01/10/2012 12:04 pm ET Updated Mar 11, 2012

2012: A Political Economy Year

A different look at the state of the economy.

The second half of 2011 and 2012 are defined by growing imbalance producing various political and economic reactions. 2012 will be a political economy year. By this I mean, the political reactions to economic difficulties will be as influential as the stand alone economic trends and numbers. This point is universally missed by leading analysts and pundits. I see gathering storms of public and political risk.

The balances between savings and earnings, profits and wages, growth and contraction are seriously unsustainable. This is truly global, with wide and meaningful variation across metrics and geographies. The U.S. has an enormous and unsustainable divergence between wages and profits. This has now persisted for far longer than rationality would suggest possible. The chart below highlights the consistent growth in profits and stagnancy/decline in wages. It is important to remember that Gross Domestic Income has been largely stagnant. The fall in wage shares suggests that 80 percent of American households, whose spending represents over 50 percent of GDP, are in trouble. We have watched wages and salaries lose income share amid stagnant national growth.


The changes displayed in the chart above look small. They are huge and represent structural shifts with U.S. and international implication. U.S. households are and will remain on edge and constrained. Persistence of elevated unemployment, under employment and low labor force participation are likely.

The elephant in the room is stagnant to negative earnings for households. I do not see this changing in 2012. Thus, U.S. household growth contribution will continue to be fragile and subject to significant downside surprise. This is creating a very unpredictable political climate. Usually peripheral political voices and ideas are gaining rapid and widespread acceptance. The public is disillusioned -- literally -- with standard politicians and parties. This is likely to be pronounced across the upcoming 2012 electoral cycle. Political instability will exert major macro influence.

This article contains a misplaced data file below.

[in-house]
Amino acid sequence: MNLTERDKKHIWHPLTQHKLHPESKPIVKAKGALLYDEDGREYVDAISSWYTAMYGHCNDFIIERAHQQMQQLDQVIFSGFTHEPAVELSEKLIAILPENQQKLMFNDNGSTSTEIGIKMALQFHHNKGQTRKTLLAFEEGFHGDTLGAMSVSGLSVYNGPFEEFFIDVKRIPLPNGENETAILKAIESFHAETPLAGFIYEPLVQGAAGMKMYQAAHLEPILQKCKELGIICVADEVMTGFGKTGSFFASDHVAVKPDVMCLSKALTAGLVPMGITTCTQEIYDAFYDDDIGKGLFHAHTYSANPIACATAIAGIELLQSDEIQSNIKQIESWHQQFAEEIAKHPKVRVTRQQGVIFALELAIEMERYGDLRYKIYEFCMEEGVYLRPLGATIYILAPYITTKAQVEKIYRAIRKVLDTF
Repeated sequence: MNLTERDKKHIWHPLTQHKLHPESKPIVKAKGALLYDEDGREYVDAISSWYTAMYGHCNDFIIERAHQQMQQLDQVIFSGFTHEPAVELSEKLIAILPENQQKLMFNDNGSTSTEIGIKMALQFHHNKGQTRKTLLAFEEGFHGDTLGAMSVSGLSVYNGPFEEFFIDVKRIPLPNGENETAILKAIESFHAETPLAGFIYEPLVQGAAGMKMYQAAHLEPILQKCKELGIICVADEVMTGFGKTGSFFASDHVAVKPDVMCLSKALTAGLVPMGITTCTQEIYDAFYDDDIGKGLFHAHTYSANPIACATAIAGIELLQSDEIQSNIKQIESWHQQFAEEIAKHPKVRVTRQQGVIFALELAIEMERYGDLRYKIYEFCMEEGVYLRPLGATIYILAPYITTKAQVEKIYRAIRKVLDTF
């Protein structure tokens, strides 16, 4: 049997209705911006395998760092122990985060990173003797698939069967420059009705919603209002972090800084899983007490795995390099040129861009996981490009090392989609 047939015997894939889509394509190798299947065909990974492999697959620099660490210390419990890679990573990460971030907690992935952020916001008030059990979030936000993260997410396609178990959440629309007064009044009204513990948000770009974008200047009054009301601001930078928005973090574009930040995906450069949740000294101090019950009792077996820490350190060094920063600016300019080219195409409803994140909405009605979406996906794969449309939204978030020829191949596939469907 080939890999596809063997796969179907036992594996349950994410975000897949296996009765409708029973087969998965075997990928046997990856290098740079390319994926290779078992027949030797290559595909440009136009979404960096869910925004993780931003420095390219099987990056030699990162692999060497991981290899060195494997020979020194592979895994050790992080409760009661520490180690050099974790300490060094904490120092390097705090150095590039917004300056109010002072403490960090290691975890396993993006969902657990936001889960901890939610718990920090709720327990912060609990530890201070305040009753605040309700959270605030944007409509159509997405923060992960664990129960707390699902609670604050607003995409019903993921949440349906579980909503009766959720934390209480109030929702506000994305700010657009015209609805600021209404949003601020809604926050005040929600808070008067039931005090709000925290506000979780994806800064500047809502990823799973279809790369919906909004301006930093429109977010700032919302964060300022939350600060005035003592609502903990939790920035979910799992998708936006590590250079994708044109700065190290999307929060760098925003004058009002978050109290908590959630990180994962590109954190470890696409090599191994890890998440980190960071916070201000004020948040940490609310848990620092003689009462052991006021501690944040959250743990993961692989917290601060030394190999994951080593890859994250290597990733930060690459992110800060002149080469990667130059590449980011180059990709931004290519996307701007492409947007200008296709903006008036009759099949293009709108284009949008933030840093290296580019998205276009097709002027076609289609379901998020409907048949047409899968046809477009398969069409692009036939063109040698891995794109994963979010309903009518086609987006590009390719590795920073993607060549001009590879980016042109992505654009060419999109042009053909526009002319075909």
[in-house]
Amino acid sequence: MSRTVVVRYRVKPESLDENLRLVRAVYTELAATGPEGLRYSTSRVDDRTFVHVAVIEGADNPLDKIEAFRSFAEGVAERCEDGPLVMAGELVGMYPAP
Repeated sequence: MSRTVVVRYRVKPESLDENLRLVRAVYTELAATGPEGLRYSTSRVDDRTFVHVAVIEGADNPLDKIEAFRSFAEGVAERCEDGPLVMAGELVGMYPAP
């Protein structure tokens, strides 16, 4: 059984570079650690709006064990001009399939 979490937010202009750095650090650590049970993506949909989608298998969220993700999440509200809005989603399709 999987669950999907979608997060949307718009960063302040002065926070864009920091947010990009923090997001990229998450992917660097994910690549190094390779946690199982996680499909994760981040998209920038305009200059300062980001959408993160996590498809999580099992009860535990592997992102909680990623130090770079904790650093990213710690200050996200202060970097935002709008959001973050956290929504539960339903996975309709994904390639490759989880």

The balance between wage/salary income and profits can not persist on the present path. Either we see wages rise or profits will have to correct down. This can come from economic or political reaction. 2012 will be a political economy year. We have seen a recent and pronounced increase in consumer spending despite falling real wages, high unemployment and mixed sentiment. Holiday 2012 was stronger than macro fundamentals would suggest. We are apprehensive regarding the health and sustainability of this trend. Consumer spending increases of late have come from falling savings rates and increases in consumer debt outstanding. Some of this will be ironed out with a week pattern in U.S. consumer discretionary spending across 1Q-2Q 2012.

Recently we have had a run of pretty decent economic numbers. I would love to see this continue. I doubt it will.


People have been spending more by saving less and borrowing more. The chart above, and the one below, illustrate the "strength" you have heard so much about. Sadly, there is every reason to see this as ominous.


There is every indication that the next 12 months will see public frustration with the length and depth of economic trouble boil over in the political process. The Republican primary is really just a dry run. We will see popular movements, left and right, assert themselves more in the next 12 months.

The politics and political norms of the U.S. are shifting as the economy has already shifted. 2012 looks set to be the year when this dramatically emerges. Our 19th century distribution of economic opportunity and income are mutating our polity.

Data sources:

U.S. Department of Commerce: Bureau of Economic Analysis

Table 2.9. Personal Income and Its Disposition by Households and by Nonprofit Institutions Serving Households

International Monetary Fund